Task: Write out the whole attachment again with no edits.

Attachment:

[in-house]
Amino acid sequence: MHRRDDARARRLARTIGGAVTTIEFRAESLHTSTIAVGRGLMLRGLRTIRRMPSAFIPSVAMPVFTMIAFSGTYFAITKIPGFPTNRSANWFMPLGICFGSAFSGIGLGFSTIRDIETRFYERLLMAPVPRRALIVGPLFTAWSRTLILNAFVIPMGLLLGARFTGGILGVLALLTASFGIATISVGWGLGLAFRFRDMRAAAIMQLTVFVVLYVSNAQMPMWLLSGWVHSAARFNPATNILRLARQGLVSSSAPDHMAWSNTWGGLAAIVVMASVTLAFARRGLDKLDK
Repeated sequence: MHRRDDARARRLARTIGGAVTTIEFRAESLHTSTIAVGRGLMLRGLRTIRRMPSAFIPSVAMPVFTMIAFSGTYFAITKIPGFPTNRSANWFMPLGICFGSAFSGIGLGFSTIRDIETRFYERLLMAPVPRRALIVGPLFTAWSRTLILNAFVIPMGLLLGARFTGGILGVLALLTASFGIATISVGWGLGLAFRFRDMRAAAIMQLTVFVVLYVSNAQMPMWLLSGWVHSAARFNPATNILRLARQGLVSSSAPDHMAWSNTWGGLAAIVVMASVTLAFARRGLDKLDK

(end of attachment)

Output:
[in-house]
Amino acid sequence: MHRRDDARARRLARTIGGAVTTIEFRAESLHTSTIAVGRGLMLRGLRTIRRMPSAFIPSVAMPVFTMIAFSGTYFAITKIPGFPTNRSANWFMPLGICFGSAFSGIGLGFSTIRDIETRFYERLLMAPVPRRALIVGPLFTAWSRTLILNAFVIPMGLLLGARFTGGILGVLALLTASFGIATISVGWGLGLAFRFRDMRAAAIMQLTVFVVLYVSNAQMPMWLLSGWVHSAARFNPATNILRLARQGLVSSSAPDHMAWSNTWGGLAAIVVMASVTLAFARRGLDKLDK
Repeated sequence: MHRRDDARARRLARTIGGAVTTIEFRAESLHTSTIAVGRGLMLRGLRTIRRMPSAFIPSVAMPVFTMIAFSGTYFAITKIPGFPTNRSANWFMPLGICFGSAFSGIGLGFSTIRDIETRFYERLLMAPVPRRALIVGPLFTAWSRTLILNAFVIPMGLLLGARFTGGILGVLALLTASFGIATISVGWGLGLAFRFRDMRAAAIMQLTVFVVLYVSNAQMPMWLLSGWVHSAARFNPATNILRLARQGLVSSSAPDHMAWSNTWGGLAAIVVMASVTLAFARRGLDKLDK